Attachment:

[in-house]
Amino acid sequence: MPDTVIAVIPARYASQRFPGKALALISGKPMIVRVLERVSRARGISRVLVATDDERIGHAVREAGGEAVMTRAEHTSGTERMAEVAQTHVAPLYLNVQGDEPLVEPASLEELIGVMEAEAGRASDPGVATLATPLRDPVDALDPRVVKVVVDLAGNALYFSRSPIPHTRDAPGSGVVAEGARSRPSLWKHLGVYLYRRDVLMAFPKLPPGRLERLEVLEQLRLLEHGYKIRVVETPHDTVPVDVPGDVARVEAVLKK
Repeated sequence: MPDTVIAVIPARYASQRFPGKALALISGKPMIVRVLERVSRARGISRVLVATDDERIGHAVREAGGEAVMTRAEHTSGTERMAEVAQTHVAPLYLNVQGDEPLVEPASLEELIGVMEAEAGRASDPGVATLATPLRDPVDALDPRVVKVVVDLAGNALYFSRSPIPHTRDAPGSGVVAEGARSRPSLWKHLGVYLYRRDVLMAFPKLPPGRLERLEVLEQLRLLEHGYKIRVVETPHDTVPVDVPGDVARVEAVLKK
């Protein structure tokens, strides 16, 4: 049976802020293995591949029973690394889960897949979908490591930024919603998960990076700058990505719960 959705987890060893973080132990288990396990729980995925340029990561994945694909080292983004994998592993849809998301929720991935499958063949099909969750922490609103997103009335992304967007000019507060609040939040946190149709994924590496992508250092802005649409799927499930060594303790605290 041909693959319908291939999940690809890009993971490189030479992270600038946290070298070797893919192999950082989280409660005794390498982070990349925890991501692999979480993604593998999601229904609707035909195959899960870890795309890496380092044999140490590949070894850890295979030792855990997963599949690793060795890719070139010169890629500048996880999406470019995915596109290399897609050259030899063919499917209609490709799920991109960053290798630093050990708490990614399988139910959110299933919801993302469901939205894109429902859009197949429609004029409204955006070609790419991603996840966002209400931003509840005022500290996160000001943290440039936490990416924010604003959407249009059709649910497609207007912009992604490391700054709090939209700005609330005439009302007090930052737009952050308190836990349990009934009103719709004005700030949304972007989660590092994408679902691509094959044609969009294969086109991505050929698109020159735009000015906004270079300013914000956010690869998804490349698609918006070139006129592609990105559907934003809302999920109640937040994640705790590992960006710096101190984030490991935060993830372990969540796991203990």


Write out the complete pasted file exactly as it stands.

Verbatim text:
[in-house]
Amino acid sequence: MPDTVIAVIPARYASQRFPGKALALISGKPMIVRVLERVSRARGISRVLVATDDERIGHAVREAGGEAVMTRAEHTSGTERMAEVAQTHVAPLYLNVQGDEPLVEPASLEELIGVMEAEAGRASDPGVATLATPLRDPVDALDPRVVKVVVDLAGNALYFSRSPIPHTRDAPGSGVVAEGARSRPSLWKHLGVYLYRRDVLMAFPKLPPGRLERLEVLEQLRLLEHGYKIRVVETPHDTVPVDVPGDVARVEAVLKK
Repeated sequence: MPDTVIAVIPARYASQRFPGKALALISGKPMIVRVLERVSRARGISRVLVATDDERIGHAVREAGGEAVMTRAEHTSGTERMAEVAQTHVAPLYLNVQGDEPLVEPASLEELIGVMEAEAGRASDPGVATLATPLRDPVDALDPRVVKVVVDLAGNALYFSRSPIPHTRDAPGSGVVAEGARSRPSLWKHLGVYLYRRDVLMAFPKLPPGRLERLEVLEQLRLLEHGYKIRVVETPHDTVPVDVPGDVARVEAVLKK
């Protein structure tokens, strides 16, 4: 049976802020293995591949029973690394889960897949979908490591930024919603998960990076700058990505719960 959705987890060893973080132990288990396990729980995925340029990561994945694909080292983004994998592993849809998301929720991935499958063949099909969750922490609103997103009335992304967007000019507060609040939040946190149709994924590496992508250092802005649409799927499930060594303790605290 041909693959319908291939999940690809890009993971490189030479992270600038946290070298070797893919192999950082989280409660005794390498982070990349925890991501692999979480993604593998999601229904609707035909195959899960870890795309890496380092044999140490590949070894850890295979030792855990997963599949690793060795890719070139010169890629500048996880999406470019995915596109290399897609050259030899063919499917209609490709799920991109960053290798630093050990708490990614399988139910959110299933919801993302469901939205894109429902859009197949429609004029409204955006070609790419991603996840966002209400931003509840005022500290996160000001943290440039936490990416924010604003959407249009059709649910497609207007912009992604490391700054709090939209700005609330005439009302007090930052737009952050308190836990349990009934009103719709004005700030949304972007989660590092994408679902691509094959044609969009294969086109991505050929698109020159735009000015906004270079300013914000956010690869998804490349698609918006070139006129592609990105559907934003809302999920109640937040994640705790590992960006710096101190984030490991935060993830372990969540796991203990």